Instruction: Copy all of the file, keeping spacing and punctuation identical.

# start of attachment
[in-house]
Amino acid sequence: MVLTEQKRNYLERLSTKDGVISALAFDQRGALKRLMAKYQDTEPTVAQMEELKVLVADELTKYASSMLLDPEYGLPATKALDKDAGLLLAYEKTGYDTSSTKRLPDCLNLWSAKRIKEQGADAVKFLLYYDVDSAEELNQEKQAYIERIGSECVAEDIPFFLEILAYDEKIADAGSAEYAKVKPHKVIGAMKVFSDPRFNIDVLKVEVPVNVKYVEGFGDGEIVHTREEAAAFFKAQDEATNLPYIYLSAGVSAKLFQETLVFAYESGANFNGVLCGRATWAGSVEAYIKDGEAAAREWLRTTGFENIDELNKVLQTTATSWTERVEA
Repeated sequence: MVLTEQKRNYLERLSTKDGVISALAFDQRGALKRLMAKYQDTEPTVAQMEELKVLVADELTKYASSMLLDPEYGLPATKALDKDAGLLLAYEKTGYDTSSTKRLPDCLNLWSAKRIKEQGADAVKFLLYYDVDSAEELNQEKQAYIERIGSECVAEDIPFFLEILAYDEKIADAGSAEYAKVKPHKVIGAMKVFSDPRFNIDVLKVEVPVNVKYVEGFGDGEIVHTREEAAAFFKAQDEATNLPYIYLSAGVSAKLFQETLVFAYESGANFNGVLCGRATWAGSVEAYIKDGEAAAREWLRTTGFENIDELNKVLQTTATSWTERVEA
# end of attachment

[in-house]
Amino acid sequence: MVLTEQKRNYLERLSTKDGVISALAFDQRGALKRLMAKYQDTEPTVAQMEELKVLVADELTKYASSMLLDPEYGLPATKALDKDAGLLLAYEKTGYDTSSTKRLPDCLNLWSAKRIKEQGADAVKFLLYYDVDSAEELNQEKQAYIERIGSECVAEDIPFFLEILAYDEKIADAGSAEYAKVKPHKVIGAMKVFSDPRFNIDVLKVEVPVNVKYVEGFGDGEIVHTREEAAAFFKAQDEATNLPYIYLSAGVSAKLFQETLVFAYESGANFNGVLCGRATWAGSVEAYIKDGEAAAREWLRTTGFENIDELNKVLQTTATSWTERVEA
Repeated sequence: MVLTEQKRNYLERLSTKDGVISALAFDQRGALKRLMAKYQDTEPTVAQMEELKVLVADELTKYASSMLLDPEYGLPATKALDKDAGLLLAYEKTGYDTSSTKRLPDCLNLWSAKRIKEQGADAVKFLLYYDVDSAEELNQEKQAYIERIGSECVAEDIPFFLEILAYDEKIADAGSAEYAKVKPHKVIGAMKVFSDPRFNIDVLKVEVPVNVKYVEGFGDGEIVHTREEAAAFFKAQDEATNLPYIYLSAGVSAKLFQETLVFAYESGANFNGVLCGRATWAGSVEAYIKDGEAAAREWLRTTGFENIDELNKVLQTTATSWTERVEA